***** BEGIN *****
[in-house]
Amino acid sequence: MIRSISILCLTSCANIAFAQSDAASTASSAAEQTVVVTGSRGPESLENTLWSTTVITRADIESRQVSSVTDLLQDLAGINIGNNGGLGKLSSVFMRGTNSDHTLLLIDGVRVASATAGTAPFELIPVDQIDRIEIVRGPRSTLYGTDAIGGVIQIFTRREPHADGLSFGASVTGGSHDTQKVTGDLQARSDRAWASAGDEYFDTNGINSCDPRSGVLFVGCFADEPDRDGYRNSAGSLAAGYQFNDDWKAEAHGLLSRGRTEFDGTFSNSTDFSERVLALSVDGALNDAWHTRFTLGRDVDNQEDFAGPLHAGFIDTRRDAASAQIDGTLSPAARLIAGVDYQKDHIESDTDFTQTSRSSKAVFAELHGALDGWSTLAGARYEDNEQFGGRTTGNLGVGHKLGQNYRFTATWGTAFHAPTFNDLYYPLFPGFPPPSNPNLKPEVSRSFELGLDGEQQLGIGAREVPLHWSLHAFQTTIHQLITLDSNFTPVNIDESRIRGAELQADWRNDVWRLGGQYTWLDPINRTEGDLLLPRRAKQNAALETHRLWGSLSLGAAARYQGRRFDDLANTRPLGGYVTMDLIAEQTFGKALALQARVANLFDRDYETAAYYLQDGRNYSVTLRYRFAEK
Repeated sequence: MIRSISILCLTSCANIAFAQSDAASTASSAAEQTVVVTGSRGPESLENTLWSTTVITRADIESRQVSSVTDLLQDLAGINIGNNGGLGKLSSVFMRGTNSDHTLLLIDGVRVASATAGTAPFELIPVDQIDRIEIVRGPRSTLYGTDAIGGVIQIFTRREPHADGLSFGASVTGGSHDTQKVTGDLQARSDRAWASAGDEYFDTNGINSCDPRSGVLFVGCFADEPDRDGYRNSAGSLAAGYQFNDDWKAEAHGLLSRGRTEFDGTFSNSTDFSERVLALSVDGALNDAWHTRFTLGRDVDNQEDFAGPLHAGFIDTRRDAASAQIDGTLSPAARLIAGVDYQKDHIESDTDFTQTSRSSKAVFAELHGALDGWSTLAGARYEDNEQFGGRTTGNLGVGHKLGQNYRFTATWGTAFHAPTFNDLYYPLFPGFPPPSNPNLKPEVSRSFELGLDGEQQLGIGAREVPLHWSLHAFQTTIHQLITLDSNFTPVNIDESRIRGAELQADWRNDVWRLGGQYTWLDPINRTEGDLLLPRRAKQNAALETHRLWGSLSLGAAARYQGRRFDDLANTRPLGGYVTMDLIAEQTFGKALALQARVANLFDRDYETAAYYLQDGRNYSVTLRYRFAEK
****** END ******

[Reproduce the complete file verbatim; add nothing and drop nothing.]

[in-house]
Amino acid sequence: MIRSISILCLTSCANIAFAQSDAASTASSAAEQTVVVTGSRGPESLENTLWSTTVITRADIESRQVSSVTDLLQDLAGINIGNNGGLGKLSSVFMRGTNSDHTLLLIDGVRVASATAGTAPFELIPVDQIDRIEIVRGPRSTLYGTDAIGGVIQIFTRREPHADGLSFGASVTGGSHDTQKVTGDLQARSDRAWASAGDEYFDTNGINSCDPRSGVLFVGCFADEPDRDGYRNSAGSLAAGYQFNDDWKAEAHGLLSRGRTEFDGTFSNSTDFSERVLALSVDGALNDAWHTRFTLGRDVDNQEDFAGPLHAGFIDTRRDAASAQIDGTLSPAARLIAGVDYQKDHIESDTDFTQTSRSSKAVFAELHGALDGWSTLAGARYEDNEQFGGRTTGNLGVGHKLGQNYRFTATWGTAFHAPTFNDLYYPLFPGFPPPSNPNLKPEVSRSFELGLDGEQQLGIGAREVPLHWSLHAFQTTIHQLITLDSNFTPVNIDESRIRGAELQADWRNDVWRLGGQYTWLDPINRTEGDLLLPRRAKQNAALETHRLWGSLSLGAAARYQGRRFDDLANTRPLGGYVTMDLIAEQTFGKALALQARVANLFDRDYETAAYYLQDGRNYSVTLRYRFAEK
Repeated sequence: MIRSISILCLTSCANIAFAQSDAASTASSAAEQTVVVTGSRGPESLENTLWSTTVITRADIESRQVSSVTDLLQDLAGINIGNNGGLGKLSSVFMRGTNSDHTLLLIDGVRVASATAGTAPFELIPVDQIDRIEIVRGPRSTLYGTDAIGGVIQIFTRREPHADGLSFGASVTGGSHDTQKVTGDLQARSDRAWASAGDEYFDTNGINSCDPRSGVLFVGCFADEPDRDGYRNSAGSLAAGYQFNDDWKAEAHGLLSRGRTEFDGTFSNSTDFSERVLALSVDGALNDAWHTRFTLGRDVDNQEDFAGPLHAGFIDTRRDAASAQIDGTLSPAARLIAGVDYQKDHIESDTDFTQTSRSSKAVFAELHGALDGWSTLAGARYEDNEQFGGRTTGNLGVGHKLGQNYRFTATWGTAFHAPTFNDLYYPLFPGFPPPSNPNLKPEVSRSFELGLDGEQQLGIGAREVPLHWSLHAFQTTIHQLITLDSNFTPVNIDESRIRGAELQADWRNDVWRLGGQYTWLDPINRTEGDLLLPRRAKQNAALETHRLWGSLSLGAAARYQGRRFDDLANTRPLGGYVTMDLIAEQTFGKALALQARVANLFDRDYETAAYYLQDGRNYSVTLRYRFAEK